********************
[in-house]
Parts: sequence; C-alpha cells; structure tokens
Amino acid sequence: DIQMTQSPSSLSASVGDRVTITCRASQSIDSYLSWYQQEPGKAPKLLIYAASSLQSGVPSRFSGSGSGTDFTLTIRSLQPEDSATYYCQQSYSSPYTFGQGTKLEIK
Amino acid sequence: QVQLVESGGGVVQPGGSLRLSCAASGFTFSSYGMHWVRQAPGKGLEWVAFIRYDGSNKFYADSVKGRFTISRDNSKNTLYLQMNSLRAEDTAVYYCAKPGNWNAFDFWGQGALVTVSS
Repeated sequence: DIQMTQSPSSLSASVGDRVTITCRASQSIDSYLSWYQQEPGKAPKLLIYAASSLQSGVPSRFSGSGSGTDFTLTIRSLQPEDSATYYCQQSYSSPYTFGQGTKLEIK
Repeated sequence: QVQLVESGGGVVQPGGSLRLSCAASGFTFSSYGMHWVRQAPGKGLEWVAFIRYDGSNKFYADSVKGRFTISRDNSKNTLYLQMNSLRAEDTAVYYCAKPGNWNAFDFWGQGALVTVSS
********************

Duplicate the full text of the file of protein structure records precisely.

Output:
[in-house]
Parts: sequence; C-alpha cells; structure tokens
Amino acid sequence: DIQMTQSPSSLSASVGDRVTITCRASQSIDSYLSWYQQEPGKAPKLLIYAASSLQSGVPSRFSGSGSGTDFTLTIRSLQPEDSATYYCQQSYSSPYTFGQGTKLEIK
Amino acid sequence: QVQLVESGGGVVQPGGSLRLSCAASGFTFSSYGMHWVRQAPGKGLEWVAFIRYDGSNKFYADSVKGRFTISRDNSKNTLYLQMNSLRAEDTAVYYCAKPGNWNAFDFWGQGALVTVSS
Repeated sequence: DIQMTQSPSSLSASVGDRVTITCRASQSIDSYLSWYQQEPGKAPKLLIYAASSLQSGVPSRFSGSGSGTDFTLTIRSLQPEDSATYYCQQSYSSPYTFGQGTKLEIK
Repeated sequence: QVQLVESGGGVVQPGGSLRLSCAASGFTFSSYGMHWVRQAPGKGLEWVAFIRYDGSNKFYADSVKGRFTISRDNSKNTLYLQMNSLRAEDTAVYYCAKPGNWNAFDFWGQGALVTVSS